Predicting labour onset with AI

Finding a chemical signature in Mum's blood which predicts the transition from pregnancy to labour
06 May 2021

Interview with 

Catherine Aiken, University of Cambridge


Expectant mothers and fathers to-be are understandably excited to know when their baby is likely to come, and there are important clinical implications to knowing whether a mother is likely to go into labour too early. But, currently the best we can do is estimate which day in a 5 week long window is the so-called ‘due date’, which as many parents will know is hardly ever accurate. Now, researchers at Stanford university have developed a test that uses artificial intelligence to narrow down that window. Eva Higginbotham spoke to The University of Cambridge’s Catherine Aiken, who wasn’t involved in the study...

Catherine - If we could be more accurate about when a baby was going to be born, that would be a massive game changer in obstetrics. First of all, for people having completely normal pregnancies, it would just be really nice to know when to expect their baby. But for us as obstetricians looking after high risk pregnancies, it would be amazing to be able to have a better fix on the likelihood of preterm birth, for example, because if we know about that, then we can prepare for it and we can also work on strategies to prevent it. It would also be really important for women who are at risk of pregnancy complications, like preeclampsia or sepsis. All kinds of women would benefit immensely from better and more detailed information about when the baby would be likely to be born. It's something that has always been a massive question, not only in modern obstetric science, but even before that. You know, there are ancient writings trying to predict times when babies are going to be born. And it's been one of those questions that you can find science on, right from the very beginning of scientific writing, but you never really get all that much better at predicting it, despite all the enormous amount of studies that have been conducted in this field.

Eva - So what sort of work are people doing to try and improve our estimates?

Catherine - So the kind of work that this study has done is amazing. So what the authors have done is to take blood samples from the mum over three different time points in the hundred days leading up to giving birth. Make a model of the substances, the proteins, the enzymes, the molecules that appear in mum's blood, and look at how they change up to the time of giving birth. And so what they can effectively do is produce a profile of dynamic changes in the mother's blood as you approach labor.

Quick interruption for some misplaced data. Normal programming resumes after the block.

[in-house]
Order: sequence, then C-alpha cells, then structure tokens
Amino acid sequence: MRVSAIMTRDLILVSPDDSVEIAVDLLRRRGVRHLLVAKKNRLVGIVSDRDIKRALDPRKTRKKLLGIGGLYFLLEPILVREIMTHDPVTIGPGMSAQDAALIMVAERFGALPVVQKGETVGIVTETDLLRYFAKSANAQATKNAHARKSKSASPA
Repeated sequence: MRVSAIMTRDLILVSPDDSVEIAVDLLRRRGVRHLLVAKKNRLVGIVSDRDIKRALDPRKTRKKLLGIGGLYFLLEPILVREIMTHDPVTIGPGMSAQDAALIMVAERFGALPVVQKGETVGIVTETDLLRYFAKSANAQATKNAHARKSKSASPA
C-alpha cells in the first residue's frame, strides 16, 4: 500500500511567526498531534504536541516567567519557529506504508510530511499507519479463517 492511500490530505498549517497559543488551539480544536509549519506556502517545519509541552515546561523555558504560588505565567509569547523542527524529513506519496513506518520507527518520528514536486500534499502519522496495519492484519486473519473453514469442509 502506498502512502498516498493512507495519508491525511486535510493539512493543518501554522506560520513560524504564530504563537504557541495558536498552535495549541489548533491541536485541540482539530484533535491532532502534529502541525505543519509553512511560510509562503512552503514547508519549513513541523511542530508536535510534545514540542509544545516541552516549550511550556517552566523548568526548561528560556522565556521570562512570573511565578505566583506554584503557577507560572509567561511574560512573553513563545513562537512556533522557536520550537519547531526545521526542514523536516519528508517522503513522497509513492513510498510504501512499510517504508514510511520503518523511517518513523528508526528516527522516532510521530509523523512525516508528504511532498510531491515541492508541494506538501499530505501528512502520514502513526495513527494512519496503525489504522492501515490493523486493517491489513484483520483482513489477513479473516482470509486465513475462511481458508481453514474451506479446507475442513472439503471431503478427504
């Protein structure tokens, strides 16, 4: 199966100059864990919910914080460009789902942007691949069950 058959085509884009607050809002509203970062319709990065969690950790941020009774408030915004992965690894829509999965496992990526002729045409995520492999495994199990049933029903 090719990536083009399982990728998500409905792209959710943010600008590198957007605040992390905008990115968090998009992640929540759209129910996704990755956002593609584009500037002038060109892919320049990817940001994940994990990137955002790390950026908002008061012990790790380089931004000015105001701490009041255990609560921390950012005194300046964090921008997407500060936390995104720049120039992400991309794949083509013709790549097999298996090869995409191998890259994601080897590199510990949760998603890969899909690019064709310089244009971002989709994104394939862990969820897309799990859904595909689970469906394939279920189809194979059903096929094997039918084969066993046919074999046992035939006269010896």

Eva - So is it like a fingerprint of, well, as you get closer and closer to labour, this substance goes up, but this substance goes down and they interact in that kind of way?

Catherine - Exactly. It's like finding a signature set of changes that you expect to happen in the blood of the mother leading up to the time of delivery with the idea that if you see that particular fingerprint, then you know that that's someone who's going to give birth sooner rather than later.

Eva - What sort of markers did they find?

Catherine - So the things that they find surging before delivery really weren't a huge surprise to us. They find a massive increase in the steroid hormones circulating in mum's blood, and that's something that we've known from previous studies, and also from animal models of animals going to give birth, that there's an enormous surge and a difference in the type of steroids that you produce just before delivery occurs. We also find a really interesting protein called IL-1R4, which is used in coordinating a change in immune activation and in regulating inflammatory responses. And that's really important because what we know is that pregnancy maintenance requires an immune tolerance to your baby. And then that there's an inflammatory response that seems to be dampened down by this IL-1R4, which could be really important in regulating that pre-labour phase.

Eva - With this signature then, how narrow a window did they manage to narrow down to compared to how big a window we normally have to say "the baby's going to be born in here somewhere"?

Catherine - So the five week window that we have now of a normal range for the baby to be born looks like it could be narrowed, by this kind of study, to around two weeks, which would be a hugely different clinical scenario.

Eva - How likely do you think it is that we're going to end up in a future where we can say, look, Tuesday two o'clock that's when you're going to go into labour naturally?

Catherine - Oh, wow, that would be amazing. I think we're a little away from that just yet!


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